Etongo, D., Djenontin, I.N.S., Kanninen, M., and Fobissie, K. 2015. Smallholders' tree planting activity in the Ziro Province, Southern Burkina Faso: Impacts on Livelihood and Policy Implications. Forest 6:26552677.Google Scholar
Ezebilo, E.E. 2012. Community forestry as perceived by local people around Cross River National Park, Nigeria. Environmental Management 49:207218.Google Scholar
Ezebilo, E.E. and Mattsson, L. 2010. Contribution of non-timber forest products to livelihoods of communities in southeast Nigeria. International Journal of Sustainable Development & World Ecology 17:231235.Google Scholar
FAO 2003. Wood energy. Unasylva Series No.211:53. Food and Agriculture Organisation of the United Nations, Rome, Italy. p. 60.Google Scholar
Fontès, J. and Guinko, S. 1995. Carte de la végétation et de l'occupation des sols du Burkina Faso. Ministère de la Coopération Française : projet campus (88 313 101), Toulouse, France. p. 67.Google Scholar
Franzel, S. 1999. Socioeconomic factors affecting the adoption potential of improved tree fallows in Africa. Agroforestry Systems 47:305321.Google Scholar
Franzel, S., Denning, G.L., Lillesø, J.P.B., and Mercado, A.R. Jr 2004. Scaling up the impact of agroforestry: Lessons from three sites in Africa and Asia. Agroforestry Systems 61:329344.Google Scholar
Garrity, D.P. and Stapleton, P. 2011. More trees on farms. Farm Matters 27(2):89.Google Scholar
Giannini, A., Biasutti, M., and Verstraete, M.M. 2008. A climate model-based review of drought in the Sahel: Desertification, the re-greening and climate change. Global and Planetary Change 64:119128.Google Scholar
Grolleau, A. 1989. Contribution à l’étude de la multiplication végétative par greffage du karité (Vitellaria paradoxa Gaertn. f.=Butyrospermum paradoxum Hepper). Bois et Tropiques 222:3840.Google Scholar
Hachoofwe, E.M. 2012. Local ecological knowledge of trees on farms, constraints and opportunities for further integration in Tigray Region, northern Ethiopia: A case study of smallholder farmers in Abreha Wa Atsbeha and Adi gudom. Master of Science (Msc) in Agroforestry, School of Environment, Natural Resources and Geography Bangor University, Wales. 72p.Google Scholar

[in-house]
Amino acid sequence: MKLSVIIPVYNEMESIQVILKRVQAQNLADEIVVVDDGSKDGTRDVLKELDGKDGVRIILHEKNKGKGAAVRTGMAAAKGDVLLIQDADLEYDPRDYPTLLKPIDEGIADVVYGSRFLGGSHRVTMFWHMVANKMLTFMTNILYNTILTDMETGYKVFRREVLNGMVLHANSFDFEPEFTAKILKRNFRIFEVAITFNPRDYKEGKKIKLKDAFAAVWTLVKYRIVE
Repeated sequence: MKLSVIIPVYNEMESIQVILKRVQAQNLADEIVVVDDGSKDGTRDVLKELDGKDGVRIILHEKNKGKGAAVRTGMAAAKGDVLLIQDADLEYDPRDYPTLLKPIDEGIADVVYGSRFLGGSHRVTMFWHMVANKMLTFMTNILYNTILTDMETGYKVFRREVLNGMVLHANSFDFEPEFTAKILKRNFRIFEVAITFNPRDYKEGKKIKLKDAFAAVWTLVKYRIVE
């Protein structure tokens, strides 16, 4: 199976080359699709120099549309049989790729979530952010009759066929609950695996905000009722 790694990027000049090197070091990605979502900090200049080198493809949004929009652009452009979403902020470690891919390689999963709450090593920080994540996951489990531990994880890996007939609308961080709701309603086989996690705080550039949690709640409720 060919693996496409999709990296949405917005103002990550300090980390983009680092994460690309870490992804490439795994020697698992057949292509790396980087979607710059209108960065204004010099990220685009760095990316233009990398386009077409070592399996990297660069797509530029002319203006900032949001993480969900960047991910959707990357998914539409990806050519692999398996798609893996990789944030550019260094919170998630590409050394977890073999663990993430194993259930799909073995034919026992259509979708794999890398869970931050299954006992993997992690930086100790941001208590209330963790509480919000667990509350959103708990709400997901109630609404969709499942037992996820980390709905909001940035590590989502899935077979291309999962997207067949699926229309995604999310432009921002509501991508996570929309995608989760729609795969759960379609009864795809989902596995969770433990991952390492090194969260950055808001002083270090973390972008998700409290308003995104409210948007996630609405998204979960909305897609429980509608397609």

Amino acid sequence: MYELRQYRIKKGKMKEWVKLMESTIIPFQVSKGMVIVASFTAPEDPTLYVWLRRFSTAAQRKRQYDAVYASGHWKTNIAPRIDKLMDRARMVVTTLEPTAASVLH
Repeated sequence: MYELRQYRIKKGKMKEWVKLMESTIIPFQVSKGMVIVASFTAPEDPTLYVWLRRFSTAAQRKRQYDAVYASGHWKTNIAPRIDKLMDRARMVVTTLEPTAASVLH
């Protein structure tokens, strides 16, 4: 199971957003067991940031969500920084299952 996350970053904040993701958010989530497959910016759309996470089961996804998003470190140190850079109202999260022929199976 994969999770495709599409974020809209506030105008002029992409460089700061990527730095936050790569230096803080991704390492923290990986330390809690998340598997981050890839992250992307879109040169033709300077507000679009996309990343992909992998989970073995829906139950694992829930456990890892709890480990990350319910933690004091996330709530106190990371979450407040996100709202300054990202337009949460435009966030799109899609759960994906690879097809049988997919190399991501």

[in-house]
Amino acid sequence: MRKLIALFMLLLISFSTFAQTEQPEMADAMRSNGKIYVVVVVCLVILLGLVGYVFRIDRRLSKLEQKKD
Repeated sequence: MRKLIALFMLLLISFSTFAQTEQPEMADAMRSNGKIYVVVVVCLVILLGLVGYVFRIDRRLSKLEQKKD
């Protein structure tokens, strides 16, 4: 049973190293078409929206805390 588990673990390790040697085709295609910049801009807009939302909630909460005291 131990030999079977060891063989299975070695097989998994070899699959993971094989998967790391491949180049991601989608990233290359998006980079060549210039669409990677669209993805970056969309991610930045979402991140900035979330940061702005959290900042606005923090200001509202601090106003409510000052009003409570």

Hair, J.F.J., Anderson, R.E., Tatham, R.L., and Black, W.C. 1998. Multivariate Data Analysis, 5th ed. Prentice Hall, Upper Saddle River, NJ.Google Scholar
Horn, J.L. 1965. A rationale and test for the number of factors in factor analysis. Psychometrika 30:179185.Google Scholar
Hulme, M. 1996. Recent climatic change in the world's drylands. Geophysical Research Letters 23:6164.Google Scholar
Iiyama, M., Derero, A., Kelemu, K., Muthuri, C., Kinuthia, R., Ayenkulu, E., Kiptot, E., Hadgu, K., Mowo, J., and Sinclair, F.L. 2017. Understanding patterns of tree adoption on farms in semi-arid and sub-humid Ethiopia. Agroforestry Systems 91:271293.Google Scholar
INSD 2007. Résultats préliminaires du recensement général de la population et de l'habitatde 2006. In: Institut National des Statistiques et de la Démographie (INSD). Direction de la démographie, Ouagadougou, Burkina Faso.Google Scholar
Jamala, G.Y., Shehu, H.E., Yidau, J.J., and Joel, L. 2013. Factors influencing adoption of Agro-Forestry among Smallholder Farmers in Toungo, Southeastern, Adamawa State, Nigeria. Journal of Environmental Science, Toxicology And Food Technology 6:6672.Google Scholar
Jerneck, A. and Olsson, L. 2013. More than trees! Understanding the agroforestry adoption gap in subsistence agriculture: Insights from narrative walks in Kenya. Journal of Rural Studies 32:114125.Google Scholar
Kagambega, F.W., Thiombiano, A., Traoré, S., Zougmoré, R., and Boussim, I.J. 2011. Survival and growth responses of Jatropha curcas L. to three restoration techniques on degraded soils in Burkina Faso. Annales of Forest Science 54(2):171184.Google Scholar